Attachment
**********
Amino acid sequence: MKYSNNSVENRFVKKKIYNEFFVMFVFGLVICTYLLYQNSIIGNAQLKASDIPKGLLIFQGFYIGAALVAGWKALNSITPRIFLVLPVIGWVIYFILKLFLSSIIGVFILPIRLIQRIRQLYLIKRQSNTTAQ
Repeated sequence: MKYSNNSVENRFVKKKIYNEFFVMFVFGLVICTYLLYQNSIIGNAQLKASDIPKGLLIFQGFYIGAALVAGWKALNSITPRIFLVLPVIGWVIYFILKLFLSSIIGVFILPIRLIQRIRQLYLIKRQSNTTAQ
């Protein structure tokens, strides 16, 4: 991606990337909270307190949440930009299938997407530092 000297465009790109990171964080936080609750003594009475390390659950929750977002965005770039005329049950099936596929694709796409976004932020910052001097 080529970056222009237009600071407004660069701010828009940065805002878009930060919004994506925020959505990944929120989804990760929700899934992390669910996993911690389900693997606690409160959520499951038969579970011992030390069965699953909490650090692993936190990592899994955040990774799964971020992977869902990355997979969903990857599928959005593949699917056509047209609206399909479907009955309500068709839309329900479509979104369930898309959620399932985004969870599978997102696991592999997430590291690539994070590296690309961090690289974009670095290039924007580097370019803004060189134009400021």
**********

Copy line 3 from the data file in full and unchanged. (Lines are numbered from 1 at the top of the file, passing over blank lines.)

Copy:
């Protein structure tokens, strides 16, 4: 991606990337909270307190949440930009299938997407530092 000297465009790109990171964080936080609750003594009475390390659950929750977002965005770039005329049950099936596929694709796409976004932020910052001097 080529970056222009237009600071407004660069701010828009940065805002878009930060919004994506925020959505990944929120989804990760929700899934992390669910996993911690389900693997606690409160959520499951038969579970011992030390069965699953909490650090692993936190990592899994955040990774799964971020992977869902990355997979969903990857599928959005593949699917056509047209609206399909479907009955309500068709839309329900479509979104369930898309959620399932985004969870599978997102696991592999997430590291690539994070590296690309961090690289974009670095290039924007580097370019803004060189134009400021």